We should use data, absolutely – it would be foolish not to make use of what we already learned in the past. But if we get stuck with the current all we do is the ‘my number is higher than yours game’, then all of us lose out in the end, in the longer term (since resources of society are not used in the best possible way). Credibility is important for the experimental/modeller interface, see what happened to QSAR/CADD in and after its first peak in the 1980s. We need to be realistic what is possible and what is not, be it related to data, methods or other aspects of what we do.
Of course there are also underlying driving forces that push into the opposite direction, such as the ‘need’ for academics to publish in ‘high impact factor journals’, which leads to a ‘prestigious grant’, and vice versa (repeat ad infinitum), Bigger driving forces in society, such as the current hype of AI, and using metrics in all walks of life, equally don’t really help – but all of those points will deserve their separate blog posts in the near future.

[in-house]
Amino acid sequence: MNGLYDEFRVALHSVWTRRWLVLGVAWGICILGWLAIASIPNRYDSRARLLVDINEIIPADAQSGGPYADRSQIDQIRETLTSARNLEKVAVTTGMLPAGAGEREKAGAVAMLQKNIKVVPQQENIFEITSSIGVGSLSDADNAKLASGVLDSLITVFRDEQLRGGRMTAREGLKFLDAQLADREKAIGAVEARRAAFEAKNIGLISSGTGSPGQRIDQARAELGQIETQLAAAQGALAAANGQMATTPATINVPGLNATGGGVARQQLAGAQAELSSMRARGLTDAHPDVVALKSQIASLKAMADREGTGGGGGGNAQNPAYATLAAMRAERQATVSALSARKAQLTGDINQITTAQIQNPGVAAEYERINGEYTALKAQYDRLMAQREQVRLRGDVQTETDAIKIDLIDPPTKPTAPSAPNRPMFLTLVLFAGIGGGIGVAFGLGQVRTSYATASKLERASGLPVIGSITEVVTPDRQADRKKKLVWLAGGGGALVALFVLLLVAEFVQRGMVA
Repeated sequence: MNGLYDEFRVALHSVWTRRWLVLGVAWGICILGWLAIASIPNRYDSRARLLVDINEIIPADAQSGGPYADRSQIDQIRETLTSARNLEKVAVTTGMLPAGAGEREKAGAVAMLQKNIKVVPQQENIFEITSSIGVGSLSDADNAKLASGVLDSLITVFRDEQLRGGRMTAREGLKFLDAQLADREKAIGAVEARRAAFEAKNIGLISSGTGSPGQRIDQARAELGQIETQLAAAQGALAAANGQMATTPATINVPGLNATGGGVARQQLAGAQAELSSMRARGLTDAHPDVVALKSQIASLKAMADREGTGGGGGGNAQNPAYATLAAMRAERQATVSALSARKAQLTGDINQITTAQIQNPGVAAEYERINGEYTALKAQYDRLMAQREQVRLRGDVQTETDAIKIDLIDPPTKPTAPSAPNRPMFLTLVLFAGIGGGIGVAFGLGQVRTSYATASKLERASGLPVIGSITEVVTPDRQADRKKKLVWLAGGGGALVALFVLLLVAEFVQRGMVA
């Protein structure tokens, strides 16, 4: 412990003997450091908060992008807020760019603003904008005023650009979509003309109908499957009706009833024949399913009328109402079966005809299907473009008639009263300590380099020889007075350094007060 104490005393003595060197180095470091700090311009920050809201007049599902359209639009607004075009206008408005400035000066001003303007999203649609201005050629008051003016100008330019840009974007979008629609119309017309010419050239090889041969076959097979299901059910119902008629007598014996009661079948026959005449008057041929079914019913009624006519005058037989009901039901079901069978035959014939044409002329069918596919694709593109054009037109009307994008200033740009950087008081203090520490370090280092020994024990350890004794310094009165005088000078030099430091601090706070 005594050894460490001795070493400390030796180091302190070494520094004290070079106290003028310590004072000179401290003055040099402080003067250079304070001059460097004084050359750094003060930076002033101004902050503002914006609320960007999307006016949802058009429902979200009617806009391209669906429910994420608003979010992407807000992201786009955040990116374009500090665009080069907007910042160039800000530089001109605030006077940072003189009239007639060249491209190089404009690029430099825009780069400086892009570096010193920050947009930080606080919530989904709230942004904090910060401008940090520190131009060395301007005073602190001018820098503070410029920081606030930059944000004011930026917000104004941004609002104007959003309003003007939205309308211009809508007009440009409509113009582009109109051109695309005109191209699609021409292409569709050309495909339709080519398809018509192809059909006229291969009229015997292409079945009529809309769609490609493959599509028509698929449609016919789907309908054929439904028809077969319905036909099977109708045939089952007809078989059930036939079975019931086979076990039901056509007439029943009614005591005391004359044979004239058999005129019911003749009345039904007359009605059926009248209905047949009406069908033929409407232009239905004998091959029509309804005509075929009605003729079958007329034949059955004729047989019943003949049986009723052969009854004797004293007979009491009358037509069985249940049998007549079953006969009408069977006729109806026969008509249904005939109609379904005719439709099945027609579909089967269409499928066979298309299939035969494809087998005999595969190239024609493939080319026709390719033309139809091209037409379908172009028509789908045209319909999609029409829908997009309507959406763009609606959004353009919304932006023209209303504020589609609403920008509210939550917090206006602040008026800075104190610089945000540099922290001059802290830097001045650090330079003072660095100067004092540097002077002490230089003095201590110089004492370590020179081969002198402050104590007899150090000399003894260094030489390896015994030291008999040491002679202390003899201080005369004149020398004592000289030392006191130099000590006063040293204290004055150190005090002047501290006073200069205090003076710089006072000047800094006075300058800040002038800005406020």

I would like to conclude by repeating two quotes I very much like. and which have been used several times above, from a recent publication:
“Time-split cross-validation – like all other retrospective methods – can only tell you about how the model will perform if it is never used in the decision-making process.”; and
“It is critical to emphasize that prospective studies validate processes and not models.”
Acknowledgements: I would like to thank Ant Nicholls (OpenEye) for the initial discussion subsequently leading to this article, at the RSC-BMCS / RSC-CICAG Artificial Intelligence in Chemistry in Cambridge in 2019. All opinions expressed here (and possible errors or oversimplifications etc.) are my own though.
Edit: 14/10/2020 – Spelling of Ant Nicholls’ name has been corrected